Now Judith Curry has had the courage to note the absence of clothes on the climate-computer emperor.  Professor Curry, the author of over 180 scientific papers on weather and climate, recently retired from the Georgia Institute of Technology, where she held the position of professor and chair of the School of Earth and Atmospheric Sciences.  She authored "Climate Models for the Layman," in which the fundamental problems inherent in computer modeling are laid bare.  These problems are serious enough to cast doubt on the ability to construct such a climate forecasting system.  Current climate model predictions diverge from historic reality when viewed over decadal time scales.  Yet these fallible predictions, otherwise known as scenarios, are used by politicians, environmental advocacy groups, and energy firms to set public policy and future energy plans.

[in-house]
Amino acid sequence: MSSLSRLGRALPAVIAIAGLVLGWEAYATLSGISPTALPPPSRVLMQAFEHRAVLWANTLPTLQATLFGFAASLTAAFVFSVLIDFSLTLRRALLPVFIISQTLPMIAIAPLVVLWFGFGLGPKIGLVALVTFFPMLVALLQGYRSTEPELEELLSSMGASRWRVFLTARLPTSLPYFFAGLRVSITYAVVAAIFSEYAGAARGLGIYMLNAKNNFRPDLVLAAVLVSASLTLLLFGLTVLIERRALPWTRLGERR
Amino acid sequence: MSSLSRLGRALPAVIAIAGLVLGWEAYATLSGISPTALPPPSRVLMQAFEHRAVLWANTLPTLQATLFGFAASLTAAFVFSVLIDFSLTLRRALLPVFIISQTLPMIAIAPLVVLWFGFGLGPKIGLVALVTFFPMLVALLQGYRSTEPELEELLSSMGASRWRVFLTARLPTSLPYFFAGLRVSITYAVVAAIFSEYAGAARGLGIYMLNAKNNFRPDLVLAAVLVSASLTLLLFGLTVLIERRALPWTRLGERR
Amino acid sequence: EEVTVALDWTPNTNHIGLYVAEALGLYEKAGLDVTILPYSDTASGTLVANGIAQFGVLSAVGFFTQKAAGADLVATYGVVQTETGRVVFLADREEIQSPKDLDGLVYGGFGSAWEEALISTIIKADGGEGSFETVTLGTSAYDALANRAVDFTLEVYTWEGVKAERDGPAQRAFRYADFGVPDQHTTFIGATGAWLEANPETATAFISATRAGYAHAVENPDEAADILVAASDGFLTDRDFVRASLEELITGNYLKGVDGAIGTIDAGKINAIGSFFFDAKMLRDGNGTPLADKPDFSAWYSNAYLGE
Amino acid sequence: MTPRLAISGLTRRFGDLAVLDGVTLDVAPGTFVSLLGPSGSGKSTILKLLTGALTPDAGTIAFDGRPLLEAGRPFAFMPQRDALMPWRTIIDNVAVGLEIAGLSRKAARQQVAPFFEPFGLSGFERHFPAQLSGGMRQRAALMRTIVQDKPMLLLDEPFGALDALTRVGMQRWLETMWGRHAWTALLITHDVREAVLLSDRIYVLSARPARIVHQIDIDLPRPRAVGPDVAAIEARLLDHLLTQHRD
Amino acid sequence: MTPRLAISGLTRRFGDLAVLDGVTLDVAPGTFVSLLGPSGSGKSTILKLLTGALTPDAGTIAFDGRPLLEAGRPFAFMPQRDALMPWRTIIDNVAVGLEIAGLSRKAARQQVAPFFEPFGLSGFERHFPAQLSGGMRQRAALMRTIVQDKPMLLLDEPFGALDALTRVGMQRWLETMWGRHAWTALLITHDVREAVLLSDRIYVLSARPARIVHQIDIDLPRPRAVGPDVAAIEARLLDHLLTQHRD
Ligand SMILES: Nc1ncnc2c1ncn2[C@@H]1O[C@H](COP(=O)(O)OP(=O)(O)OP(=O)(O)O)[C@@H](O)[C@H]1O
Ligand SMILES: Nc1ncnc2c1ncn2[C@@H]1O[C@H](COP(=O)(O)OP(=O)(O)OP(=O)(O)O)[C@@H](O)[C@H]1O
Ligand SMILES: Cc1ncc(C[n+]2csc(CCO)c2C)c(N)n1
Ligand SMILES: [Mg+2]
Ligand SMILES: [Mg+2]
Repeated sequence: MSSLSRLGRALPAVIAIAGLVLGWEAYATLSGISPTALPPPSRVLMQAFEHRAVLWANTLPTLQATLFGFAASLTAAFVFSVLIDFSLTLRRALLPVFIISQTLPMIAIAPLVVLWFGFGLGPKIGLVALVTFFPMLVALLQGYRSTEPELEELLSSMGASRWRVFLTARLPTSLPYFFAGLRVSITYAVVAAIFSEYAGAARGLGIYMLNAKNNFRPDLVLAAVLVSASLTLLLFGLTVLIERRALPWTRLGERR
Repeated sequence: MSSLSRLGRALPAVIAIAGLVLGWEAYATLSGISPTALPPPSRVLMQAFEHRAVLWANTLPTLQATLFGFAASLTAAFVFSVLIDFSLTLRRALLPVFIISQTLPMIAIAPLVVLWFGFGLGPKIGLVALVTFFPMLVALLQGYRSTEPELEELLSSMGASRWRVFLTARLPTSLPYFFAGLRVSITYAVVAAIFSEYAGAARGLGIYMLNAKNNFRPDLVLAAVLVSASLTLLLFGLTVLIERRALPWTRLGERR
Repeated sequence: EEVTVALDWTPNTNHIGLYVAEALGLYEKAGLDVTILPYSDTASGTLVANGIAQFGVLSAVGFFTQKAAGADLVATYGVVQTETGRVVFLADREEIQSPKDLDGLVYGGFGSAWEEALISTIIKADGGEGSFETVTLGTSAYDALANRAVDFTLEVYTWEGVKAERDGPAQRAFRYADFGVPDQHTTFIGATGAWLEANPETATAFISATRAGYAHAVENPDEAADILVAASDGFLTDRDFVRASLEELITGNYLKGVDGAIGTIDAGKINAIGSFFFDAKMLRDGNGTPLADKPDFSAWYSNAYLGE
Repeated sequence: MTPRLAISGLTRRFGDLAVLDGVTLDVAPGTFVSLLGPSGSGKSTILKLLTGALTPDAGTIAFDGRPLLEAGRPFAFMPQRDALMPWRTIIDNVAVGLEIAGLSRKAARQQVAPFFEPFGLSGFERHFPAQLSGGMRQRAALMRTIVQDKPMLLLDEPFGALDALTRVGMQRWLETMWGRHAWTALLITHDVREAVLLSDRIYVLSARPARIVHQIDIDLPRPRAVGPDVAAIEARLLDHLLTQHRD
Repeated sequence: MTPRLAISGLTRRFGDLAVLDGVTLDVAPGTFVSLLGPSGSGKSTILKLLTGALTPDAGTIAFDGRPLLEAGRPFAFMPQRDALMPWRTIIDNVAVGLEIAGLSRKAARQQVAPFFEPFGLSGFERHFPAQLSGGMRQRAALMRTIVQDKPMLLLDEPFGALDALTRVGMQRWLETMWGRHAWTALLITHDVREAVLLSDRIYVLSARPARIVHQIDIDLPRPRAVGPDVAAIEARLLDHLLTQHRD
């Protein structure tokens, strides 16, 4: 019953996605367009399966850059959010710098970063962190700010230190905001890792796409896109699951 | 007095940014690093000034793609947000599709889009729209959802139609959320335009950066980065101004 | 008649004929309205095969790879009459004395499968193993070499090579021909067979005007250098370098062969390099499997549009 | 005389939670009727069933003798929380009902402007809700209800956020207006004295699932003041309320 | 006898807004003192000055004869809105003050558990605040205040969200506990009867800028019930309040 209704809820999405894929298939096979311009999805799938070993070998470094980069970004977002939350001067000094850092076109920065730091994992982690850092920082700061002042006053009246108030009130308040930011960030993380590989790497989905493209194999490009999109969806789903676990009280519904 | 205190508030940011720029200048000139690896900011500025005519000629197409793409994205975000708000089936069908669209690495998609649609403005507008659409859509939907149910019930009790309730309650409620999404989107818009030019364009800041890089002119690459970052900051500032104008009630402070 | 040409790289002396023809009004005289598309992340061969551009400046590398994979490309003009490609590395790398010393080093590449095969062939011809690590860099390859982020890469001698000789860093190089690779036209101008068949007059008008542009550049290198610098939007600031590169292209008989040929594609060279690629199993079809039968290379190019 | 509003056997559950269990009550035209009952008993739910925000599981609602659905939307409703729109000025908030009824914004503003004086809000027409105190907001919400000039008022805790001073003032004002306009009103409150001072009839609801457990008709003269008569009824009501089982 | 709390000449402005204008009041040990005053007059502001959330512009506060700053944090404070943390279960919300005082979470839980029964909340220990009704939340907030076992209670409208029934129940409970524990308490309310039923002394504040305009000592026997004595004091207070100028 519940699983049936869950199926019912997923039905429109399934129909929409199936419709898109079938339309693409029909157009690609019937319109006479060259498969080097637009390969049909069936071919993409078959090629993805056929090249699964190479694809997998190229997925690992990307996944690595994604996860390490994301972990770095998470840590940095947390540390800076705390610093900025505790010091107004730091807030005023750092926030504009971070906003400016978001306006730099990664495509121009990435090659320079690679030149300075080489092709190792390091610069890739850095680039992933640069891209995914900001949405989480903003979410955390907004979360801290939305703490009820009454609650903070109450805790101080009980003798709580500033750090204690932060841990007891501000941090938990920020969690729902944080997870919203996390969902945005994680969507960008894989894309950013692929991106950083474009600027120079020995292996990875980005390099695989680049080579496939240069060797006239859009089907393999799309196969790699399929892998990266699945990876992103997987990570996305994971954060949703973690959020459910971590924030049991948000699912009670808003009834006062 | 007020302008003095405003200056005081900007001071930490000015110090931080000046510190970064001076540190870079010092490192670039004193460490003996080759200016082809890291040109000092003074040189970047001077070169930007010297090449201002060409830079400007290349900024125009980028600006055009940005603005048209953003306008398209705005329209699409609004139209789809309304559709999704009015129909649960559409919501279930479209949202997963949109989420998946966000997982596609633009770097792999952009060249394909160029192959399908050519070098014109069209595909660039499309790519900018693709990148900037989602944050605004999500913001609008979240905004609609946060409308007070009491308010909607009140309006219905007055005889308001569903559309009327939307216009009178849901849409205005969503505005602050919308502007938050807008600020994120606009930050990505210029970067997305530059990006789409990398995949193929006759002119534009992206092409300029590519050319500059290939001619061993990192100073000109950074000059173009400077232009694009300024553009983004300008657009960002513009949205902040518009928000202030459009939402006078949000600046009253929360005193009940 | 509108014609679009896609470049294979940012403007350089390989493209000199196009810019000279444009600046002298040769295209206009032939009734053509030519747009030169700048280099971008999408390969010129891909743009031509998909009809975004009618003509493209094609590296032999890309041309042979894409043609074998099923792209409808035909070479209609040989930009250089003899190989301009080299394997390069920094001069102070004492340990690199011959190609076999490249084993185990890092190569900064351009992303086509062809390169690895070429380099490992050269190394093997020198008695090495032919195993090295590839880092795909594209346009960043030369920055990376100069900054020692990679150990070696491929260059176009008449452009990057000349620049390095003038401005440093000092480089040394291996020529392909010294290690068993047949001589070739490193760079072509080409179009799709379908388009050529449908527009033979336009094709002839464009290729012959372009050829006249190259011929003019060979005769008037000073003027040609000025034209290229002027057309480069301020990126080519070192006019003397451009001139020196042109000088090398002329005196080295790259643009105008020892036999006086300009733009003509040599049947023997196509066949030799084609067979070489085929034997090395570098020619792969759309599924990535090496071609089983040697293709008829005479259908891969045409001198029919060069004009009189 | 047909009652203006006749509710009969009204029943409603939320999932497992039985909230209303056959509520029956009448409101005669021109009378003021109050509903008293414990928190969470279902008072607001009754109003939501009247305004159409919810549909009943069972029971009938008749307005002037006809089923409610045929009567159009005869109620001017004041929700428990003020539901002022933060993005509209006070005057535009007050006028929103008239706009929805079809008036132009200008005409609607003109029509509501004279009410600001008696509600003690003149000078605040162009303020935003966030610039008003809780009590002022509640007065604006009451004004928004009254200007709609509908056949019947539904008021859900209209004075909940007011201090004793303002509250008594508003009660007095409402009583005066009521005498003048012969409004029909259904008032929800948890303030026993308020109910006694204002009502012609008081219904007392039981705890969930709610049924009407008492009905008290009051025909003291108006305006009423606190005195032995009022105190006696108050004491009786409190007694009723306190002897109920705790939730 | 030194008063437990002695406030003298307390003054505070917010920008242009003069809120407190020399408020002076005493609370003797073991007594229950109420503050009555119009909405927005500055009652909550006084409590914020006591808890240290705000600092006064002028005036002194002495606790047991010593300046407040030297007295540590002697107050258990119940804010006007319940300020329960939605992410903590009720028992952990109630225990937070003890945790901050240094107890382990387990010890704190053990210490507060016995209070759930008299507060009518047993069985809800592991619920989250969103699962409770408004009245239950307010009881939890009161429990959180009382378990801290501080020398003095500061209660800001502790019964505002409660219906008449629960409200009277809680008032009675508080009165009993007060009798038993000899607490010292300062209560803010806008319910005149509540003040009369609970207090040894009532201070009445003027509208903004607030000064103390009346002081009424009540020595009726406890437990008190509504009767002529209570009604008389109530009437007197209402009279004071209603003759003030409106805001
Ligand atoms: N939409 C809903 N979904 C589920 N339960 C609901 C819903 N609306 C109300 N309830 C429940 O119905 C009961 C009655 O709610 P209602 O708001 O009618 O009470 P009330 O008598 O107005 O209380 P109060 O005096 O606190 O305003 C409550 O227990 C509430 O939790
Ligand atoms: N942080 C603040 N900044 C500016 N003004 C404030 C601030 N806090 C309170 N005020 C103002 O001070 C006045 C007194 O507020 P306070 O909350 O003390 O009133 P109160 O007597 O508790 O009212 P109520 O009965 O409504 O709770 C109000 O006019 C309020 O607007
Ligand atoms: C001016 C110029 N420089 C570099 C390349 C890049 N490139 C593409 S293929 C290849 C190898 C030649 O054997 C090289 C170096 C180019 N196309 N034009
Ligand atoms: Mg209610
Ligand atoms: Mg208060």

Professor Curry: "It's not just the fact that climate simulations are tuned that is problematic.  It may well be that it is impossible to make long-term predictions about the climate – it's a chaotic system after all.  If that's the case, then we are probably trying to redesign the global economy for nothing."

However, there have been those among the "we" who have learned to profit mightily from trying to "redesign the global economy."  Billions of dollars have been spent by governments to control energy production and use in their attempt to control the climate.  Billions of taxpayer dollars have been directed to the promoters of numerous such schemes.

Controlling energy means controlling all aspects of modern life, including personal freedom.  Man-made dangerous climate change is a prime example of "false bad news," a term coined by economist Julian Simon to define the use of false news scare tactics in the media in his treatise "Hoodwinking the Nation."

Kudos to Professor Curry for exposing this false god.

Charles G. Battig, M.S., M.D., Heartland Institute policy expert on environment; VA-Scientists and Engineers for Energy and Environment (VA-SEEE).  His website is www.climateis.com.